This time last week, I felt very odd. It was a feeling I hadn’t felt for a while. It was almost a feeling of, dare I say it, hope?
I’d just heard that schools minister Lord Agnew had been moved on from the Department for Education and our indicative funding for next year looked OK. My school continued to be growing, successful and oversubscribed, and the promised Boris Bonus money looked like it might actually materialise. And I had a thought, although I barely dared to articulate it: were we finally emerging from the black hole that we have been in for the last five years?
Of course, my hope was in vain. Ofsted chief inspector Amanda Spielman’s hastily withdrawn (but not retracted) report on school funding snuffed out the flicker of light from my candle of hope and slammed us back into the walls of the dark dungeon of despair once again.
As a school business leader, the last few years have been horrific. We have had our funding slashed, year after year, we’ve had to refine, reduce, rethink and restructure to a point where we have been firing flares to the DfE daily, warning them that our schools are starting to crumble, financially and structurally. Along with our heads, we have tried everything in our power to maintain our frontline provisions while cutting back every single budget line we have. And for all of us, without fail, the very last thing we have wanted to do is to let our students feel the impact of those scathing cuts.
But some staffing cuts have been inevitable, curriculum provision, teaching load and class sizes have been pushed to their limits in order to protect teaching posts so that we can carry out our basic legal requirement to put a qualified teacher in front of every class. We have done this all day every day for five years. We are experts at it now, even if we didn’t want to be. There is no longer a headteacher in the country that can leave their finances up to the business manager: school finance and staying afloat have been the overwhelming focus of our strategic and operational attention for so long.
We have suffered the ignominy of listening to the repeated and since-disproved Theresa May mantra of more funding going into schools than ever before. We have been humiliated and infuriated by Agnew’s public claims that we are inefficient and ineffective. We have seen his army of cost-cutters march onto our horizons and into our schools and we have been threatened with funding being withheld if we do not carry out their demands. (Demands? Wait – I meant "recommendations" – apologies.)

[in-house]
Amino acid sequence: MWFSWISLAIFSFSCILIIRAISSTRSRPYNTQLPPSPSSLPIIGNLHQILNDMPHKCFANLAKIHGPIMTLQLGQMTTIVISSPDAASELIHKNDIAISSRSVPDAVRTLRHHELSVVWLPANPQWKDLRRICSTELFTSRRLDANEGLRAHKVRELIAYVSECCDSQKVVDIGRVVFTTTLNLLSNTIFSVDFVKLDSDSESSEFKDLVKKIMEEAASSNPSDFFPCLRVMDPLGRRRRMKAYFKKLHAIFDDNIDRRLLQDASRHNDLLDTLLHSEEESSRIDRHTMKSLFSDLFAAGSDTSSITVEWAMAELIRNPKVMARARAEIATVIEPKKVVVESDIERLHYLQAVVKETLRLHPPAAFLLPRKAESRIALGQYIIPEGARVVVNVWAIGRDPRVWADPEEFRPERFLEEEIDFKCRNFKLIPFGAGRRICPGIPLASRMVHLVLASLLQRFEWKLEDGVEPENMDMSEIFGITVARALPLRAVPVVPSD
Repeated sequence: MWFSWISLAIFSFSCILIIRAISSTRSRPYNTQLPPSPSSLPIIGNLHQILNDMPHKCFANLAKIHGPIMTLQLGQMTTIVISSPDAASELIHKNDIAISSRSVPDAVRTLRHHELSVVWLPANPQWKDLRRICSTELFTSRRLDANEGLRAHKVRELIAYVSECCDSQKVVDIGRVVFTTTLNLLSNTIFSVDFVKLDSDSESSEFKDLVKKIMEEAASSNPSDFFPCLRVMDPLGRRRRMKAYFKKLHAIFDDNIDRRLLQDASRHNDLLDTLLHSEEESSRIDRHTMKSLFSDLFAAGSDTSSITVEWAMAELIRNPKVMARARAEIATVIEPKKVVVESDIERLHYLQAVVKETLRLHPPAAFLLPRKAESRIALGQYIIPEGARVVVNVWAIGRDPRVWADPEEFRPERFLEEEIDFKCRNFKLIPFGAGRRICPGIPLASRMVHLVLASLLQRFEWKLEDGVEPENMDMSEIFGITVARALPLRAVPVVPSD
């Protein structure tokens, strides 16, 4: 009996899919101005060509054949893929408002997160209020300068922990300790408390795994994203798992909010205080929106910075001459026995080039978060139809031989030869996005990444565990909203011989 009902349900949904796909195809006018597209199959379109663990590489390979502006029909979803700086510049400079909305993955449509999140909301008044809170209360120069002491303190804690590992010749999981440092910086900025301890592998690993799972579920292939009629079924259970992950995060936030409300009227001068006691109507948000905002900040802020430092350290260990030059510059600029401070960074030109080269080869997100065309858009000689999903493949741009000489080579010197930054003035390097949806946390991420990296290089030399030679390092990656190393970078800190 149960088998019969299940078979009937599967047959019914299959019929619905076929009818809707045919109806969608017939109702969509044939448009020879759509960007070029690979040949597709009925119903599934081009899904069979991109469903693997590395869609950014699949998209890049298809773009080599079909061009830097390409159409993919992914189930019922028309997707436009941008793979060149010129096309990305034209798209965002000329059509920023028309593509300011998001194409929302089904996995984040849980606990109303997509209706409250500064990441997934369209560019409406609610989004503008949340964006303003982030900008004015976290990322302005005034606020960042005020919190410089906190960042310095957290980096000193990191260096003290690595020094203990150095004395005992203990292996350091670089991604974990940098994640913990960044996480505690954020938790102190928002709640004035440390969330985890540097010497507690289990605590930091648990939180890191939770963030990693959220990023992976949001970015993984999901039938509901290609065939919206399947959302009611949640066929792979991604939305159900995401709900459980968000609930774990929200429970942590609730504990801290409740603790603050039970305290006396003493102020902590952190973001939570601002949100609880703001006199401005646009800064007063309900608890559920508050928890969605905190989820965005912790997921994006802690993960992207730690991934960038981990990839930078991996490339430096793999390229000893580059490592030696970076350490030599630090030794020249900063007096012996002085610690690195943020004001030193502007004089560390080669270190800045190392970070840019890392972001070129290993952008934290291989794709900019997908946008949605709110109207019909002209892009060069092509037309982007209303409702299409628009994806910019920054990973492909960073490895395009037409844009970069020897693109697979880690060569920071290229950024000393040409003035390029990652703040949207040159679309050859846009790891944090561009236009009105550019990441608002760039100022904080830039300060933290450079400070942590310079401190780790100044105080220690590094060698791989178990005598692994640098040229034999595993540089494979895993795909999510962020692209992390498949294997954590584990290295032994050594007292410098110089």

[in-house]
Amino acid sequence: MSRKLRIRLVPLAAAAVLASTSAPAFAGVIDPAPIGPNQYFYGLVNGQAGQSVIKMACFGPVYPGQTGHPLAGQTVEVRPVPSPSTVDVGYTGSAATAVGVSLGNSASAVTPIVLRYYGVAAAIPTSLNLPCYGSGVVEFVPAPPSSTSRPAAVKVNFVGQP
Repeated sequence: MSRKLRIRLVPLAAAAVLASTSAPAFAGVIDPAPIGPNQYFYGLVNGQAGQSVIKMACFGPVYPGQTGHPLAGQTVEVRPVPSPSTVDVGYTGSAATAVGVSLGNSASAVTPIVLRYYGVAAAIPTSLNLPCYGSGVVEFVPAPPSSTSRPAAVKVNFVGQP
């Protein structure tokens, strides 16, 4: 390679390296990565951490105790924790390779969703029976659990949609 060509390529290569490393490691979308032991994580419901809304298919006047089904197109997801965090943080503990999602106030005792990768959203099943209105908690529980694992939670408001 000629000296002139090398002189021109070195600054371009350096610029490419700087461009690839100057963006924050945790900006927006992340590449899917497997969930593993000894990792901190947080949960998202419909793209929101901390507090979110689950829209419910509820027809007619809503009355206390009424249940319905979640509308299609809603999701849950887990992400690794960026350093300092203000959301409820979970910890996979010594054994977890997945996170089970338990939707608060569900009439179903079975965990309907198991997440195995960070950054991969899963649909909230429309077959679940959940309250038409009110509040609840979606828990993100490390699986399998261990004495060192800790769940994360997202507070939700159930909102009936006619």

A narrative has been created by Whitehall that heads and business leaders are incapable of managing their budgets and have been wilfully wasting public money on overpriced projects and contracts, without due care or protocol. This narrative has no basis in fact. Yet it is a narrative that has served the purpose of allowing funding cuts to be implemented and to be seen as permissable. We are at the point where schools can barely function but the narrative continues, rolled out time and time again under the guise of prudence and support from a stern but supportive patriarch to his surly and foolish charges.
And although these spendthrift schools are the same schools that were previously accused of amassing large surplus funds, and despite the fact that the SRMA programme has been less than successful in implementing the promised savings, the public has been fed – and have believed – the line that schools, and school leaders cannot manage their money. And so successful has this narrative been that now even Her Majesty’s Chief Inspector has seen fit to speculate that if schools were to receive more funding, they might well squander it on the wrong things. How dare she?
If squandering means reinstating the teaching assistants that we have had to make redundant, if it means actively re-seeking experienced teachers rather than cheaper NQTs, if it means buying back in quality mental health provision for our students in crisis, and if it means being able to run GCSE and A level courses with less than 20 students in, then hell yes, we will squander it.
Spielman also voices her concerns that we may not have fully considered the impact of our financial decisions on our student outcomes. Perhaps the 18 heads who Ofsted spoke to in their survey didn’t fully explain or represent the torturous painstaking hell that their 32,000 other headteacher colleagues have been through over recent years as they agonised over what to cut and how to manage without it? But our stories are out there, our evidence is plentiful and freely available. As the lead inspector of an organisation that exists to make evidence-based judgements on school performance, Spielman appears to be remarkably ill-informed and evidence-light on her school funding proclamations.
And as insulting, infuriating and inflammatory as her recent report is, it is the narrative it perpetuates that concerns me the most. A link has now been forged between Agnew’s agenda and Ofsted’s remit. Despite Spielman’s assurances that Ofsted does not oversee school finances, she seems to have positioned herself on a judgmental podium from which Ofsted is preparing to do exactly that.
The two towers are connected, a new order appears to have arisen. We can only hope that this disastrous start will serve to highlight the possibility that perhaps school leaders do, in fact, know how to do their jobs. And perhaps headteachers do know better than anyone how to run their schools. It may instead be Whitehall that requires a lesson in education from those best qualified to teach it.
Hilary Goldsmith is a school business manager in the south of England